The Good - Gentle, U-shaped headphones. Smooth, detailed, and well balanced overall. Solid, punchy bass. Laid back midrange. Highs are clean and detailed. Great comfort (with sheepskin pads) and build quality. Sound is very clean without weird peaks/dips or unwanted resonance. Very easy to drive even from a portable device. Scales slightly with nicer gear. Sheepskin pads are very plush and cushioning. Low distortion. Prefered at lower listening volumes. Good isolation. The Meh - Only one cable. No storage box or travel case. Sheepskin pads don't fit in driver housing ring. Average soundstage. Can sound a bit congested and flat on busy, dense tracks. Midrange is sometimes bit too laid-back and could use a boost in the lower and upper mids. Could use more sub bass impact/rumble. More transportable than portable. The Ugly - Velour pads are quite stiff. Dome of driver rubs ears with velour pads. No mic cable. Cups prone to scratches and fingerprints. Not easy to source a balanced 4-pin mini XLR (TA4F) cable. No travel case. Sibilance on 'S' and 'T' sounds for some tracks. Cymbals can sometimes be "sizzly" and too forward in the mix. Upper midrange lacking  a bit in presence. Wide peaks in upper highs can sometimes add too much sharpness and edge to vocals and certain instruments. Unforgiving of poorly recorded/mastered tracks. Build, Fit, & Finish Nice color and finish. Looks appealing with how the silver lettering pops off the brushed cups. They feel premium and have a nice weight to them. They're also quite sturdy and don't feel like a toy in your hands. Sliders click into place with good resistance. Cups pivot but have slight rotation at the hinge. The headband is rather flexible overall and contours nicely over your head. The few pieces of plastic present look to be of high quality as well, but is kept to a minimum. Headband has plenty of cushioning on the bottom from end-to-end. Hand-stitched on the top with ‘Beyerdynamic’ stamped in the leather. While the headphones are hefty, the weight is well distributed across your head. The clamp is average, maybe a bit more. They are rather snug fitting but never feel like your head is under a vice. Both pads are flat. The sheepskin pads are thick, plush, and soft. They are very comfortable and my preferred choice. My ears never felt suffocated or hot with them as they have tons of room. The velour pads are thinner and rolled, have a firmer foam, don’t isolate as well, and bring the drivers closer to your ears. For me and the velour pads, my ears rub on the dome that is at the center of the driver. This just distracted and annoyed me any time I tried to use them. The cups have a notched “fitting ring” for getting the pads on. The velour pads can fit in this ring but not the sheepskin. The material is thicker and longer so unless you can wedge the material in there, they will stretch and fit over the cups themselves. They are secure but it doesn’t look as clean. Sheepskin pads also work very well for those that wear glasses as they’re very supple and have some give due to the memory foam. The cable is nice and just thick enough. The mini xlr plugs into the headphone cup with a hefty click when it locks. Cable is a good length and comes with a 6.35mm TRS adapter. Did not detect any microphonics or cable noise. Cable is pliable enough and doesn’t really kink or get coiled up. Portability & Isolation These are rather large headphones. But, they are rather snug fitting so they don’t feel loose on your head when moving about. They pretty much stay firmly in place. This also helps with their isolation as with the sheepskin pads, they don’t let much sound in or out. This was nice as I got to enjoy a lower listening volume where I thought everything sounded more balanced overall. The velour pads do feel nice. However, they don’t isolate as well as the other pads and also let more sound in. It’s enough difference to be noticeable but even with the velour pads, I would say their isolation is still above average. Easy to drive from a mobile device due to the 32-ohm drivers. I can get them rather loud with some headroom left, even on my cellphone. Cable could be a foot shorter for mobile use but is a good length for home setups. Equipment Used At work, an iFi xDSD was used via USB into my laptop running Spotify. At home, a THX AAA 789 paired to an SMSL SU-8 (balanced interconnects) connected to my phone or laptop via USB running Spotify and ripped FLAC files. Listening Preferences My taste is pretty eclectic and all over the place, but this is a rough idea of what I listened to  with the 177X: https://open.spotify.com/user/jaydunndiddit/playlist/6dhI64BEeqQIdFlcodklma? . Sound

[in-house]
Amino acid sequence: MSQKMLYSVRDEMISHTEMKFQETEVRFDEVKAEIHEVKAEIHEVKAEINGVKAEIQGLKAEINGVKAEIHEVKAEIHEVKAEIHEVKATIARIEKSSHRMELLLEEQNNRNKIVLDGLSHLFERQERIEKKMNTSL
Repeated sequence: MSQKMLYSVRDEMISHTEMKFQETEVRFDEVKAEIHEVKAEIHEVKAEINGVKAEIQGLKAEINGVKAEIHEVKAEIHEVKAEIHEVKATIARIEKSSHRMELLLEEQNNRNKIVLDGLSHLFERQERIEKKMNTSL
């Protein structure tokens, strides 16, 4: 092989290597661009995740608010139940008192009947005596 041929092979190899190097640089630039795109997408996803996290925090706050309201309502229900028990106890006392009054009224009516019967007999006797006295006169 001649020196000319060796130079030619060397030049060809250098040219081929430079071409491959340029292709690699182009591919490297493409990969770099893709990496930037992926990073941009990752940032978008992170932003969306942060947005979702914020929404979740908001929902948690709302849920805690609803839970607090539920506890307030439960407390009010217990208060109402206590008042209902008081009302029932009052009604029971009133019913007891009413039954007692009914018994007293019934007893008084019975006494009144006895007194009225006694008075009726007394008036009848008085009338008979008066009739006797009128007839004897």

Lows - Bass extends well. A nice boost over neutral to give the lows some good punch. Bass is tight, fast, and overall very clean. These are not bassy headphones. Some may find them lacking in impact and slam. More mid bass punchiness over sub-bass rumble. Lows don’t really bleed into the mids. No cup resonance or ringing. Kick drums and guitars have good body. Mids - Mids are good. Even and flat throughout for the most part so everything sounds clear and well balanced. For some tracks, upper midrange can lack a little presence. Highs -  Treble sounds clear and balanced overall. Tuned north of neutral, but not overbearingly so. There is a slight sharpness to certain sounds, and vocals can sometimes sound a little edgy. Some sibilance is present on ‘S’ and ‘T’ sounds as well as cymbals, but I really only experienced this at slightly higher listening volumes. At lower volumes, highs have enough presence to be present without being overpowering. Soundstage & Imaging The soundstage size feels average. I don’t sense a lot of depth or height. The presentation is very intimate. Instruments and voices are clear and do have some relative sense of space. Tends to sound very inside your head. Imaging and placement of instruments is good within this smallish space. Some vocals and instruments can become lost on busier, dense tracks. Quick Comparisons All observations were done single ended with the THX 789/SU-8 on a gain of 1 having the volume controlled by the DAC. I used the same playlist for each session. I volume matched to the best of my ability and tried to keep pad type and material as consistent as possible. Fostex TR-X00 Ebony (TH900 sheepskin pads) - Slightly V-shaped. Bigger bass. More impact and energy due to boost in sub bass. Lows sound more textured. Soundstage is about the same, on the small side, boxy, and intimate. The TR-X00 image just as well as the 177X. The mids and upper mids are more recessed and lack presence. Treble can get hot and tends to get sibilant more often than the 177X do. Treble has a lot of energy but maybe a bit too much. The 177X sounds smooth and more balanced by comparison. Focal Elegia (Dekoni sheepskin pads) - Neutral/bright headphones. Sounds much more effortless. A more dynamic, technical listen. Upper mids more forward and present. Soundstage sounds a bit larger, like it wants to spill outside of your head. Stage is much more 3-Dimensional as I have a greater sense of depth and height. The sense of the room/venue and its acoustics comes off well. Bass is tighter, but lacks in quantity. Drums have more snap and guitars have more bite. Horns and other brass instruments sound more textured. More neutral overall in the lows and mids. 177X is a bit warmer and laid-back by comparison, lacking in some technicalities and presence. AudioQuest NightOwl (stock protein leather) - L-Shaped. Soundstage size is about the same size but is better defined and more 3-Dimensional. A better sense of height and bit of depth. Warmer and smoother overall. A more laid-back, chill listen. Not necessarily dark, but they do lack energy and presence. Lows lack impact although they are even and well extended. What bass is present, is very tight and doesn’t encroach on the mids. Highs are soft, and lack energy and edge by comparison. An easier listen but it doesn’t feel as technical or revealing. Vocals do sound full and smooth. The 177X is much more bright and lively by comparison. Technically, superior unless you prefer a smoother, more romantic listen. Campfire Cascade (stock sheepskin) - Kind of W-shaped. The bass cannon in the group. Extends well and has a healthy bass boost in the sub and mid region. Well textured, full, and tight. Some may find it too thick but gives notes and instruments a nice weight that makes the 177X seem thin by comparison. Tonally, they are very similar. The treble here, is present but tamed. No rough edges. Notes feel as if they have more air and space. Mids are a bit more forward overall, so they don’t get lost in busier tracks and helps to cut through all the bass. Smoother and more exciting overall. Otherwise, a colored, engaging, and fun listen. Will never be mistaken for being neutral. Soundstage is bigger and has a better representation of height and depth. I think they image better as the Cascade’s can keep up on busier tracks and exhibit a higher level of dynamics in general. The Cascade satisfies my inner basshead while still having some technicalities that round them out nicely. Highs cut through and have a good bit of air for such a bassy headphone. My welcomed, guilty pleasure. My ranking by preference Elegia > Cascade > 177X > TRX00 > Nightowl Value and Conclusion Overall, I really enjoy the 177X. They’re very comfortable and I can easily wear them an entire work day without complaint. They isolate well in a work environment, and don’t leak very much at all. At lower listening volumes, I really enjoy them. They’re somewhat laid back and balanced with a boost in the bass and treble. The midrange can lack presence on some tracks, but I only tend to notice if I’m listening critically as something just sounds “missing.” It doesn’t sound awful, just not as full and energetic as I prefer without being too forward. Vocals sound good if they’re not overly sharp and “hissy.” They otherwise have a nice body and are very smooth. For the cost, I think they compete well at this range. I think a travel case or a mic’d cable would have been nice as portable seems to be in mind for these, but those are minor nuisances. The 177X is a sturdy, well built headphone that sounds and feels premium. While it may be a bit overly enthusiastic and sharp sometimes, or become edgy at higher volumes, they offer an enjoyable and pretty well balanced listen and are quite comfortable for long listening sessions. I thought they performed well with rock, jazz, electronic, and acoustic music. Rating: 4/5 Edit: URL to playlist is working now.